It's been a while since I posted on here. My last diary was ripped to shreds by people who had the belief that I was a shill for a telecom company, rather than an employee of said company who was interested in using this community to help members save some money on their phone bills.
Obviously, I misjudged.
So, hit by the dual hammers of rejection by the Bright Orange Satan, and by depression over the political climate, I pulled away for some time. Over the last several weeks, I have become more involved, motivated by the primary season and the whack-a doodles on the right.
Last night I was in bed, worrying over my personal finances (and is there anyone on this site who doesn't do that occasionally?) and then I fell asleep. It was there that I had a nightmare that I was running for president. I was in a big ballroom with hundreds of people, and I was running around looking for senators because I had just unearthed a bombshell (there was a typo on Romney's birth certificate, which somehow meant that he was born in Canada).
After waking up and discovering that I wasn't going to have to give an acceptance speech to thousands of people (whew), I lay back and realized that many Republicans, pundits, and the American people have a fundamental misunderstanding about the role of the government in our country.
How many times have you heard some goober on the right (usually Romney, or Bush, or even Perot, or one of their surrogates) claim that America "Needs a businessman in charge"?
Quite often, right?
Why isn't this idea laughed out of whatever room in which it is espoused?
What is the fundamental role of a business? Yes, to provide a service, or a product, or even ideas. Companies from McDonald's to your local non-profit all provide something, whether it be Big Macs (MMMmmmm) or food for the homeless. But at the bottom, all these businesses need to make money. Even your local food bank could not survive without donations.
This is the misunderstanding. When we get a person up on the stage bleating about how the government should tighten its belt, how departments should be cut, programs should be gutted, and the deficit lowered, this is the reason for it. They are coming at the problem from a fundamentally incorrect position.
IT IS NOT THE JOB OF THE GOVERNMENT TO TURN A PROFIT.
If the deficit magically disappeared tomorrow, would that make a difference in your life? Would United States Incorporated send you a fat dividend check for living in a country where we took in more money than was spent? No, I don't think so either.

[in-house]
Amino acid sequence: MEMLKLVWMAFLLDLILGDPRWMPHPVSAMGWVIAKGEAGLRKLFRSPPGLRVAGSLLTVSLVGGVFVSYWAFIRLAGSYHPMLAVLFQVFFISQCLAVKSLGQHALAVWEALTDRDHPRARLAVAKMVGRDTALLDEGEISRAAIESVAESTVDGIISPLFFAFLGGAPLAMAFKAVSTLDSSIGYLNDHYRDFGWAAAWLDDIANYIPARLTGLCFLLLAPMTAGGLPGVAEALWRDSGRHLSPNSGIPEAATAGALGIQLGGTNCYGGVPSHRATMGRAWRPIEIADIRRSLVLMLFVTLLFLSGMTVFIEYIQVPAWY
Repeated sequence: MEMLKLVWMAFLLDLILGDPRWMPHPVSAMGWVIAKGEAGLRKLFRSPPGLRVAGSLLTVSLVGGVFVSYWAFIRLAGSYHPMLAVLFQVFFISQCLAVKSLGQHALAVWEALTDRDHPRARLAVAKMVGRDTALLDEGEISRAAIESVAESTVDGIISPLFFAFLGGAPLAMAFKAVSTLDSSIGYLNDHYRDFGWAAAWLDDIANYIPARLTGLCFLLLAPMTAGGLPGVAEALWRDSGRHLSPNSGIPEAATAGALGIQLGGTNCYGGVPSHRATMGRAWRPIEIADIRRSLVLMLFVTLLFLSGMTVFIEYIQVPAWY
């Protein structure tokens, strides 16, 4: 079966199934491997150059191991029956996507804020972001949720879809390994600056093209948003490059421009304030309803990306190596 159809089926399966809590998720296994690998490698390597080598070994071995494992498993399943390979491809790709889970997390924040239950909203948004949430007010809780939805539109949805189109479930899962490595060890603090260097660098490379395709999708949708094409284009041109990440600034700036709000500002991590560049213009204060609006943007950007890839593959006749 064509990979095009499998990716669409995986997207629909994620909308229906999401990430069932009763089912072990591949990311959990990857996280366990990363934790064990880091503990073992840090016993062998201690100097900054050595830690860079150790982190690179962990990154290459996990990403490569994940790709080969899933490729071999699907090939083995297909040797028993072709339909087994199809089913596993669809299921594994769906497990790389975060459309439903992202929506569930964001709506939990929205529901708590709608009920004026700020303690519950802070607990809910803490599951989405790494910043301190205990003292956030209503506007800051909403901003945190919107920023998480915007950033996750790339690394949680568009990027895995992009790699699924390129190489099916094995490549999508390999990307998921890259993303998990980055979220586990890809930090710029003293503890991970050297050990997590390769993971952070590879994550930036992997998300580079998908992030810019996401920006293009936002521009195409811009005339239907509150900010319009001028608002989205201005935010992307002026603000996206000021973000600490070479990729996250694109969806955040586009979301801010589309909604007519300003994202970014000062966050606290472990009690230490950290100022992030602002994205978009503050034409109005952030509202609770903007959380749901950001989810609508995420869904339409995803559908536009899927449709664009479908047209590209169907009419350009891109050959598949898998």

What people need to understand is that a country does not work like a business. A government has multiple duties. It should:
Protect the citizens of that country from all enemies, foreign and domestic.
Insure the rights of all citizens.
Foster an environment where every citizen has the opportunity to rise as high as their abilities will take them.
I am sure people in the comments below can add more duties, but it is only 9 AM. and I am still sleepy.
In fact, you could claim that a balanced budget is something that should be avoided (and not on economic grounds, a field about which I know almost nothing). Remember when we had a nice big budget surplus, and that friendly "compassionate conservative" came in and blew it all to hell with his tax cuts? And then we got in two wars and the economy tanked quicker than an economy-tanking machine? Would Bush have been in a position to make those humongous cuts if we didn't have a surplus? I would argue that a good position to be in would be to run a deficit permanently. That way, we have a reason to not make punitive cuts to programs, a conservative can't give his buddies grotesque tax breaks on the grounds that we have a surplus anyway, and every politician who wants to drag us into a war will have to answer the question of how he or she intends to pay for it.
For a person, it makes sense to cut expenses when times are tough. For a government, it is silly. In order to fulfill its duties, a government has the responsibility to lose money during an economic crisis so that the citizens of the nation the government protects will be able to survive. If it does otherwise, the government is negligent.
Of course, a negligent government is what many individuals seem to want. Romney, for instance, with his remarks about how awesome the regulators are in China, seems to fit this role admirably. His vision is one where the corporation reigns supreme and where the government is subsidiary to the business. Given his background, it is a position I can understand. But it is never one I will hold.